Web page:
It would take months of sea travel, extensive scuba certifications, and fluency in several crustacean dialects to find—let alone interact with—all the creatures found in Ocean Explorium's interactive exhibits. The science center emphasizes environmental stewardship and scientific literacy through several educational habitats such as touch tanks of local aquatic wildlife—including New Bedford's world-famous scallops and schools of rays and sharks. The Living Laboratory exhibit brings visitors face to face with sea creatures such as baby sharks, shark egg cases, coral farm, and moon jellies. Beyond the up-close encounters with denizens of the deep, Ocean Explorium also enlightens patrons with a variety of non-living displays. The Explorer's Zone presents scientific experiments that reveal the workings of the natural world through hands-on exhibits themed around different weekly topics, and Discovery Bay enthralls children aged eight or younger with games, puzzles, and a sand and water table. Advanced computers construct a three-dimensional image of our home planet as it appears from outer space in the Science on a Sphere exhibit, displaying global weather patterns in real time or replaying natural phenomena from history, such as the time it rained men.
For the past 15 years, The New Bedford Art Museum has dressed up downtown New Bedford with a seasonally changing collection of visual stimuli from local, national, and international artists—all presented within a former bank that still contains two vintage vaults. Pamela Calore's Time Has Left Its Mark explores the haunting remnants of abandoned local factories and the Rhode Island System that governed the lives of its workers. New Bedford Through the Lens, meanwhile, charts the city's changes over time through photographs or a feature film, depending on how fast attendees sprint past the photographs. The New Bedford Art Museum is open Wednesday–Sunday.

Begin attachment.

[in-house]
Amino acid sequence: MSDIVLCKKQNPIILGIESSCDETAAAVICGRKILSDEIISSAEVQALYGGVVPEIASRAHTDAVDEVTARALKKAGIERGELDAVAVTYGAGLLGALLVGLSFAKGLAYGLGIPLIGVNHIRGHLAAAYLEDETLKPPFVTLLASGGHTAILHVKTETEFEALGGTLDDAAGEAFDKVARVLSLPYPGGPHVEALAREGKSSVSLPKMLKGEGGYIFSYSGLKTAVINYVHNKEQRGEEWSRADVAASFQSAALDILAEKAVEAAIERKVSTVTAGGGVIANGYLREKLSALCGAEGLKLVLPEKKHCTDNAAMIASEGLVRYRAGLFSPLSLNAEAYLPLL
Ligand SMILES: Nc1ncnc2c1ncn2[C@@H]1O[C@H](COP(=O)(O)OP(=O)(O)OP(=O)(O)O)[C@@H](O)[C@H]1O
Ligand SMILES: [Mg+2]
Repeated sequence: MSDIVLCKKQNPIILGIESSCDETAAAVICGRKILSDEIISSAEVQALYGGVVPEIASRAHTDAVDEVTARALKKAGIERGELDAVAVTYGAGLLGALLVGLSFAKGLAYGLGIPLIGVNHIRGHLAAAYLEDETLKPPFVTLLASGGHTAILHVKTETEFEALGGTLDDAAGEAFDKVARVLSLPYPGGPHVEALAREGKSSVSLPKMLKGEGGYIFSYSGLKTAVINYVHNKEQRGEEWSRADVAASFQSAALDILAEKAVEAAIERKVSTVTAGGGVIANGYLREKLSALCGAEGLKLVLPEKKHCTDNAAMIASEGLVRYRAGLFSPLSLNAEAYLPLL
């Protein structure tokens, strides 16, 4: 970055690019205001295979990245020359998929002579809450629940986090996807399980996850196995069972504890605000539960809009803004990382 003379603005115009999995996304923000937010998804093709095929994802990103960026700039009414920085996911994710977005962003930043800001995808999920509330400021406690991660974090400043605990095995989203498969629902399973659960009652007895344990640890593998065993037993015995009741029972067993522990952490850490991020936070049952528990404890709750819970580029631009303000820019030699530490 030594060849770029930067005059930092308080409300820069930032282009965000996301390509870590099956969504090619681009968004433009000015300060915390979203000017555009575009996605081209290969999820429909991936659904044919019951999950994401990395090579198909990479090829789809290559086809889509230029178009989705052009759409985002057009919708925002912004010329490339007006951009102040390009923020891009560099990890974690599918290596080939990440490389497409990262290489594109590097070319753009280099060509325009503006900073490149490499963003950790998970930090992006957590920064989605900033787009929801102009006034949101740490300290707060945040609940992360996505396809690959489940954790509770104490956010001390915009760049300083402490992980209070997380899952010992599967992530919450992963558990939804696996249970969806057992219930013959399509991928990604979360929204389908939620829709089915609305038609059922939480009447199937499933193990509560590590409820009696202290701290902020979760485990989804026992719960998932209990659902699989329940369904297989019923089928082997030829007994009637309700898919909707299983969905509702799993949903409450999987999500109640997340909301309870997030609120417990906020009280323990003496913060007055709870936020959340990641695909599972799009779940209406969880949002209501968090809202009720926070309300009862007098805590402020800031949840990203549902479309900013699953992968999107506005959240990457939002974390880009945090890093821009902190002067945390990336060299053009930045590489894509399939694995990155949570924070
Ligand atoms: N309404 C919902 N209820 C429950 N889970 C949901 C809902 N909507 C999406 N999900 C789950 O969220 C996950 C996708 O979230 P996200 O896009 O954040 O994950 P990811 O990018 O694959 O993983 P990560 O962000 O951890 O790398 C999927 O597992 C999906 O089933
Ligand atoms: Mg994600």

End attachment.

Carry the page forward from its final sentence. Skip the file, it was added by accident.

Animal Planet's top wildlife diplomat Jeff Corwin was the driving force behind the EcoZone, which gives museum-goers an unmatched interactive look at southeastern Massachusetts' ecosystems with meticulously recreated versions of the wetlands, woodlands, and meadows. The woodland area boasts a life-sized replica of a red maple tree that sits above a turtle and frog pond, where endearing amphibians and their reptile counterparts entrance audiences as they munch on vegetation, swim at a turtle's pace, and compete to see who can croak their way through the entire Greek alphabet. Little kids can watch the wildlife from peepholes inside the hollow log that connects both ponds. Likewise, the meadow includes a charming wood bridge and complete absence of unseen hunters gunning for Bambi's mom. The EcoZone provides shelter for a menagerie of local creatures, including raccoons, an albino rat snake, a garter snake, and an eastern box turtle—and it's not limited solely to day-dwellers. The EcoZone's Night Time exhibit lets future forest preservationists take an up-close look into what the world's nocturnal population does regularly, even if it is mostly just hanging out in diners in Edward Hopper paintings. Additionally, the South Shore Science Center has six outdoor trails featuring Story Walks that tell tales on signs as you walk along.
Like the International Pie-Eating Society, the Fuller Craft Museum offers a myriad of benefits to its members. Cardholders receive unlimited free admission (normally $8), a newsletter subscription, and exclusive announcements about exhibitions and special events. Other benefits include a 10% discount at the Museum Shop, a 10% discount on Museum rentals, and a 25% discount on select educational programs, workshops, and lectures.